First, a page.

Before tax and one-off charges, the group showed an operating profit of just over £4bn, up 89%.
However, charges relating to the firm’s expansion program totalled £11.9bn, compared with £1.7bn in the previous year, and the group spent another £13bn acquiring 3G mobile licences.
The telco now operates in 29 countries, compared with just 10 four years ago. It acquired German giant Mannesmann and US firm AirTouch last year, but will now slow down to focus on providing GPRS from this autumn, and then 3G services.
Chris Gent, chief executive at Vodafone, said: ‘The focus in this financial year, as we transition to new data services, will be on continued margin improvement and cash flow growth, rather than customer growth and market share.’
Gent also hinted that the company would move away from pre-paid mobiles to contract services.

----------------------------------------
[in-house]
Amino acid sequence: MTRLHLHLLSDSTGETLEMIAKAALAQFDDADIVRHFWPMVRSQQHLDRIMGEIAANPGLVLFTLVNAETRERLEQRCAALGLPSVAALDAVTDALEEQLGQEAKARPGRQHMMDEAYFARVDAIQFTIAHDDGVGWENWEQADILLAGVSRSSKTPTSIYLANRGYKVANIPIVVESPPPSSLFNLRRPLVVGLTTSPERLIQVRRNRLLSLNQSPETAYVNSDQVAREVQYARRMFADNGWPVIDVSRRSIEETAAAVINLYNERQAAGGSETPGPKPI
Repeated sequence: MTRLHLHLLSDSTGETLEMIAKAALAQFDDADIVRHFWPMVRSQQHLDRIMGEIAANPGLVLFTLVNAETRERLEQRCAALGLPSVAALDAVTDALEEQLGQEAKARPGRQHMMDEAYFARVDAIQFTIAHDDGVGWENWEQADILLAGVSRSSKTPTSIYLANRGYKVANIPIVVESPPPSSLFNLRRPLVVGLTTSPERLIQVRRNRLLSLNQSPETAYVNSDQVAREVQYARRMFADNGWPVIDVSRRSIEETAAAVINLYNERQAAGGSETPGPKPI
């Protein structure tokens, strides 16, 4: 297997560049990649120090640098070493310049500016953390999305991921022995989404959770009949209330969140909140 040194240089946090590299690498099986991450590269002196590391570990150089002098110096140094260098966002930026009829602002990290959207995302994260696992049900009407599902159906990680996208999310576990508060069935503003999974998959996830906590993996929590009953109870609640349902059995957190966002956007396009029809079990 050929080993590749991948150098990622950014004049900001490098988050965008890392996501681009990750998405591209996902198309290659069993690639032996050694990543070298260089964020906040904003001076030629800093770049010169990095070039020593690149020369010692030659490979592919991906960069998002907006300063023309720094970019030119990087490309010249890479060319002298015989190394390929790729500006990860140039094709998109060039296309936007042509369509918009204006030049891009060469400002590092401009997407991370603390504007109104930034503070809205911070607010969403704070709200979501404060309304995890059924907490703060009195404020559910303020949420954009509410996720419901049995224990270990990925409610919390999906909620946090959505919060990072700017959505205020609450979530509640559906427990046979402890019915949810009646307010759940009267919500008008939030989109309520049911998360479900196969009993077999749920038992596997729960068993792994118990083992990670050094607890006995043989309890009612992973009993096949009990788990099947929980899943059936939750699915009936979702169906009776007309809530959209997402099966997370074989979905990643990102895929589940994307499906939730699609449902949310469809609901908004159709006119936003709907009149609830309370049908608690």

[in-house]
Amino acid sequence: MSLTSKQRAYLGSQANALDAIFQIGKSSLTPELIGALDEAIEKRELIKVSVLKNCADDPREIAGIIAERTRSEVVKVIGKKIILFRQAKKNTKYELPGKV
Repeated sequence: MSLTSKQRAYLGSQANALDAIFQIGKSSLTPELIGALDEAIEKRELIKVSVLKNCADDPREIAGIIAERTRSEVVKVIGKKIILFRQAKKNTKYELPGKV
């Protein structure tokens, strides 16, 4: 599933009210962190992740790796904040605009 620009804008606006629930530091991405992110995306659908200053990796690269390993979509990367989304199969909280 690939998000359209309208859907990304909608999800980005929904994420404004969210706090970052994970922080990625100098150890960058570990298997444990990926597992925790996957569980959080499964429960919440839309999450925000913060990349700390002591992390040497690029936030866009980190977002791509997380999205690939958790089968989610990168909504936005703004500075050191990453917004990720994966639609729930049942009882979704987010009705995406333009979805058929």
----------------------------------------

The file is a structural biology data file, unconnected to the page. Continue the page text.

Operators such as Vodafone are gambling heavily on the attractiveness of multimedia mobile internet services to consumers, but are not expected to turn a profit on them for many years.
Vodafone said it expected to spend another £10bn over the next five years developing 3G networks. Indeed, telcos across Europe are going heavily into debt to finance the cost of licences and network building.
The debt total has now reached £6.72bn for Vodafone, but this is far less than BT’s £26bn and considerably less than the four other largest European telcos.
This article first appeared on vnunet.com
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